June 20, 2020 / 1:51 PM / 22 days ago

Congo court sentences president's chief of staff to 20 years in prison

KINSHASA (Reuters) - The Democratic Republic of Congo’s high court on Saturday found the president’s chief of staff guilty of embezzling $48 million in public funds and sentenced him to 20 years in jail, the lead judge said.

FILE PHOTO: Vital Kamerhe, leader of the Union for the Congolese Nation (UNC) party, attends a meeting in Kinshasa, Democratic Republic of Congo, December 28, 2018. REUTERS/Baz Ratner/File Photo

Vital Kamerhe, once a future presidential hopeful, is the most senior politician convicted of graft in Congo, where high-level corruption is endemic. He now faces 20 years of hard labour.

“The court has established as fact the offence of embezzlement of public funds relating to the amount of $48,831,148,” said presiding judge Pierrot Bankenge Mvita wearing a mask and rubber gloves.

Kamerhe denies stealing money earmarked for social housing under President Felix Tshisekedi’s flagship 100-day building programme, and has dismissed the accusations as political. His lawyer, Jean Marie Kabengela Ilunga, called the verdict a “violation of human rights” and said he would appeal.

Kamerhe, a veteran power broker, appeared at the three-hour outdoor court hearing in a blue and yellow prison jacket and also wore a mask to protect against the new coronavirus.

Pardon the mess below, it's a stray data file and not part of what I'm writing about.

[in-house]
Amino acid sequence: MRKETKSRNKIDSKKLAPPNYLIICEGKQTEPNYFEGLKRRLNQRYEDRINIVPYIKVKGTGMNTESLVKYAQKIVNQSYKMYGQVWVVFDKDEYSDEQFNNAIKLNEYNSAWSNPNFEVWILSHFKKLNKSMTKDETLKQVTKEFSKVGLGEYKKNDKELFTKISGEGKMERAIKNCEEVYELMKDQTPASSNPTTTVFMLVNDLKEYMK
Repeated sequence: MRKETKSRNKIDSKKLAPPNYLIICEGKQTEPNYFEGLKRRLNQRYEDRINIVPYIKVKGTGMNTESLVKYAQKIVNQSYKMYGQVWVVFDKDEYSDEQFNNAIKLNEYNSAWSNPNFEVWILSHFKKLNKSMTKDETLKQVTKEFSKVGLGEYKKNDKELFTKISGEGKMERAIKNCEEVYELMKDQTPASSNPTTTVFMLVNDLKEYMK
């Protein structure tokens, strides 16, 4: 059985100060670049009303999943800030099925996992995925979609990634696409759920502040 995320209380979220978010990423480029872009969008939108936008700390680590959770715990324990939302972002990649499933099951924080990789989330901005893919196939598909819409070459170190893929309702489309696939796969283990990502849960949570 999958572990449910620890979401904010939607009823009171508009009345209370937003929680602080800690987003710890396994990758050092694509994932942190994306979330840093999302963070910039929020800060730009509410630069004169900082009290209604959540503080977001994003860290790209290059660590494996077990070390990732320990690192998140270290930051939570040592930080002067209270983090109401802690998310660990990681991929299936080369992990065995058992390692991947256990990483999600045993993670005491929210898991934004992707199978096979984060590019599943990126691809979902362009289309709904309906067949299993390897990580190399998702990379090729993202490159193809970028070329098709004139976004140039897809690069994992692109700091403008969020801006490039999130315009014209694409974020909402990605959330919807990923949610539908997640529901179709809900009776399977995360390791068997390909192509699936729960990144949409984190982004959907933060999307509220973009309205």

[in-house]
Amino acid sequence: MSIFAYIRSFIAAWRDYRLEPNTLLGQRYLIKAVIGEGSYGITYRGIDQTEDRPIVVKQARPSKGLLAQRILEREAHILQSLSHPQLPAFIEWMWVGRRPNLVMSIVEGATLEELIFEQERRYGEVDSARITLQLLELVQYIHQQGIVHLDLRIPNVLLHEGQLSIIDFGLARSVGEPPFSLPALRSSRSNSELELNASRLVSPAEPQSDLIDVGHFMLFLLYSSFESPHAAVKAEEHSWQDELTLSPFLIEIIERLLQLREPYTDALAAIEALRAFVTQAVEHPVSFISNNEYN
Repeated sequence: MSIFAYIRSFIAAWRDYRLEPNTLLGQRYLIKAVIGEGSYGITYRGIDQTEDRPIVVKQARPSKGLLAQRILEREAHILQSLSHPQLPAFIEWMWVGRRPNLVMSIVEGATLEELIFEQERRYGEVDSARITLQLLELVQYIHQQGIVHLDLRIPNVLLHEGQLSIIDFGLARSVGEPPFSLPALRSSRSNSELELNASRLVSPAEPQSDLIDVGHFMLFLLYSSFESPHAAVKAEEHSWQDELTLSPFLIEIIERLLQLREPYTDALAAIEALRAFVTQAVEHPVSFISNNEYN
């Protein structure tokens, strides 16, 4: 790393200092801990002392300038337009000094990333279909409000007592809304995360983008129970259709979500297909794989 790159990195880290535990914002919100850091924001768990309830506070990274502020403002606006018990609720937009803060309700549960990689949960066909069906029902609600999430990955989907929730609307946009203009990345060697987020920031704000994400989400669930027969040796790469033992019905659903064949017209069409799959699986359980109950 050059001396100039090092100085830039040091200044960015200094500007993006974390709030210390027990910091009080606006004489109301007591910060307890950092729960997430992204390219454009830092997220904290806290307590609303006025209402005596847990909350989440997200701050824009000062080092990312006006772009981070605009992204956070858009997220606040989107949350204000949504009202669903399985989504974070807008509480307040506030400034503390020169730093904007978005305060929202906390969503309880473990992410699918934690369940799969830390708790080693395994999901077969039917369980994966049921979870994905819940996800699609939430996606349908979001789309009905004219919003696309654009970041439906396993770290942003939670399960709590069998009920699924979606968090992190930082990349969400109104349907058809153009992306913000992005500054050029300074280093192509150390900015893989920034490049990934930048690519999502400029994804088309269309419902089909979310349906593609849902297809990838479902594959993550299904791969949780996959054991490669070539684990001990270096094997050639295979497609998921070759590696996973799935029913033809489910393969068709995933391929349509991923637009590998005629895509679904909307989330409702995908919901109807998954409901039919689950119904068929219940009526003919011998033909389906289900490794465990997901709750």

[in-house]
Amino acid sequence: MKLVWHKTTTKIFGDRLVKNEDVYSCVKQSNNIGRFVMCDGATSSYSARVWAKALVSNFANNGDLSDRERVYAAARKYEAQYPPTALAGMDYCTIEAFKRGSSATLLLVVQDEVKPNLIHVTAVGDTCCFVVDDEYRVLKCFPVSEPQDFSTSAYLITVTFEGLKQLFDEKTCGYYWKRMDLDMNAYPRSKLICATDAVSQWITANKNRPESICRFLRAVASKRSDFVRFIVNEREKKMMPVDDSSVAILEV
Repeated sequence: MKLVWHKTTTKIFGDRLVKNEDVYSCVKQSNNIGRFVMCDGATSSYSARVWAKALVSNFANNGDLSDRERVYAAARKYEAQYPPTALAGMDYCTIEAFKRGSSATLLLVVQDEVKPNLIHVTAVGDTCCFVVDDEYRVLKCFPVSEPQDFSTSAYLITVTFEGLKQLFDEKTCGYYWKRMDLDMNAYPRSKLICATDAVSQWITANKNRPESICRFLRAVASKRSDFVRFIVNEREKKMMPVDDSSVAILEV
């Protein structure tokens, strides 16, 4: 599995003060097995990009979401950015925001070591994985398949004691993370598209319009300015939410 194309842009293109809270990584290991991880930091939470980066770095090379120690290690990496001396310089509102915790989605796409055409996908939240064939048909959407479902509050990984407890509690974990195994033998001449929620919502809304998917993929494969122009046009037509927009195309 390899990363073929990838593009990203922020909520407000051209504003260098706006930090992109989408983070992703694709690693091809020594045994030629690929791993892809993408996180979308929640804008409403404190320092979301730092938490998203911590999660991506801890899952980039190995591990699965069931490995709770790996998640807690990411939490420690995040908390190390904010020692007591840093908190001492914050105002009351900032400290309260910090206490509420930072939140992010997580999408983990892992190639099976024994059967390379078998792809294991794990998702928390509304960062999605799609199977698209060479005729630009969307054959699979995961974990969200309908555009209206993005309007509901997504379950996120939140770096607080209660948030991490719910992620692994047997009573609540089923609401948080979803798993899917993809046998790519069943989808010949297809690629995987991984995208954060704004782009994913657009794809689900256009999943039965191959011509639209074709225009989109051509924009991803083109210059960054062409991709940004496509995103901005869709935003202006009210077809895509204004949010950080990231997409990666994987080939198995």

He backed Tshisekedi in his successful 2018 election campaign in return for Tshisekedi’s support the next time around in 2023. Under the ruling, Kamerhe will not be able to run for president for ten years after his punishment.

His arrest on April 8 sent shock waves through the nation.

Last week the justice minister revealed that the former presiding judge, who was originally said to have died of a heart attack last month, was actually brutally murdered.

Transparency groups and the international community had been pressurising Tshisekedi to fulfil his campaign promise of clamping down on corruption, political analysts say.

“I sincerely think that this is a positive sign for the fight against corruption,” said Florimond Muteba from the Observatory of Public Expenditure, a Congolese transparency group.

Writing by Edward McAllister and Hereward Holland; editing by Jason Neely and Giles Elgood

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